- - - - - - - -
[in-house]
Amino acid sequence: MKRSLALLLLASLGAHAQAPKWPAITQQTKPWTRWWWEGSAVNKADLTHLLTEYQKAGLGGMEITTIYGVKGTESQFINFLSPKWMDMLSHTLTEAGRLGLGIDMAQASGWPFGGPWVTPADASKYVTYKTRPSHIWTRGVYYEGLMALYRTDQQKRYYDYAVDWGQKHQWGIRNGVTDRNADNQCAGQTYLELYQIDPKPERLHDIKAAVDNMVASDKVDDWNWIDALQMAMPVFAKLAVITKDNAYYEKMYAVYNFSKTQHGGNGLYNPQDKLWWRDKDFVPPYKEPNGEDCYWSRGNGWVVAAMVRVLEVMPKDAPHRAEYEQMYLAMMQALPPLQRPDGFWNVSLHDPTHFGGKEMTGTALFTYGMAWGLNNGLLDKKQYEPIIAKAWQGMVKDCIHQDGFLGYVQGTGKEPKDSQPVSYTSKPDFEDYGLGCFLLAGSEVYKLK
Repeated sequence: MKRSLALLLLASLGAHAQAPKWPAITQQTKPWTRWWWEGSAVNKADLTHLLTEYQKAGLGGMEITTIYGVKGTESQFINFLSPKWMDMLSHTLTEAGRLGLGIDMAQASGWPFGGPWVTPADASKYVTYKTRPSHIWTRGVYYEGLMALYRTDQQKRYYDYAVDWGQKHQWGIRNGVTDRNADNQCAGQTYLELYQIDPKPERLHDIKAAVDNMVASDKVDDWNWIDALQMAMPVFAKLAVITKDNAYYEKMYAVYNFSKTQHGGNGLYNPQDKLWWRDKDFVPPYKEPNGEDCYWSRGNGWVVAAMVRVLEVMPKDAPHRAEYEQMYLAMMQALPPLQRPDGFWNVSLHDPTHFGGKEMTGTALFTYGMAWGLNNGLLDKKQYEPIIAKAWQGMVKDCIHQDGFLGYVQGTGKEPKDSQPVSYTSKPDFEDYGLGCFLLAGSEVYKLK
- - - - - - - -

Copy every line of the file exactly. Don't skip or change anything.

[in-house]
Amino acid sequence: MKRSLALLLLASLGAHAQAPKWPAITQQTKPWTRWWWEGSAVNKADLTHLLTEYQKAGLGGMEITTIYGVKGTESQFINFLSPKWMDMLSHTLTEAGRLGLGIDMAQASGWPFGGPWVTPADASKYVTYKTRPSHIWTRGVYYEGLMALYRTDQQKRYYDYAVDWGQKHQWGIRNGVTDRNADNQCAGQTYLELYQIDPKPERLHDIKAAVDNMVASDKVDDWNWIDALQMAMPVFAKLAVITKDNAYYEKMYAVYNFSKTQHGGNGLYNPQDKLWWRDKDFVPPYKEPNGEDCYWSRGNGWVVAAMVRVLEVMPKDAPHRAEYEQMYLAMMQALPPLQRPDGFWNVSLHDPTHFGGKEMTGTALFTYGMAWGLNNGLLDKKQYEPIIAKAWQGMVKDCIHQDGFLGYVQGTGKEPKDSQPVSYTSKPDFEDYGLGCFLLAGSEVYKLK
Repeated sequence: MKRSLALLLLASLGAHAQAPKWPAITQQTKPWTRWWWEGSAVNKADLTHLLTEYQKAGLGGMEITTIYGVKGTESQFINFLSPKWMDMLSHTLTEAGRLGLGIDMAQASGWPFGGPWVTPADASKYVTYKTRPSHIWTRGVYYEGLMALYRTDQQKRYYDYAVDWGQKHQWGIRNGVTDRNADNQCAGQTYLELYQIDPKPERLHDIKAAVDNMVASDKVDDWNWIDALQMAMPVFAKLAVITKDNAYYEKMYAVYNFSKTQHGGNGLYNPQDKLWWRDKDFVPPYKEPNGEDCYWSRGNGWVVAAMVRVLEVMPKDAPHRAEYEQMYLAMMQALPPLQRPDGFWNVSLHDPTHFGGKEMTGTALFTYGMAWGLNNGLLDKKQYEPIIAKAWQGMVKDCIHQDGFLGYVQGTGKEPKDSQPVSYTSKPDFEDYGLGCFLLAGSEVYKLK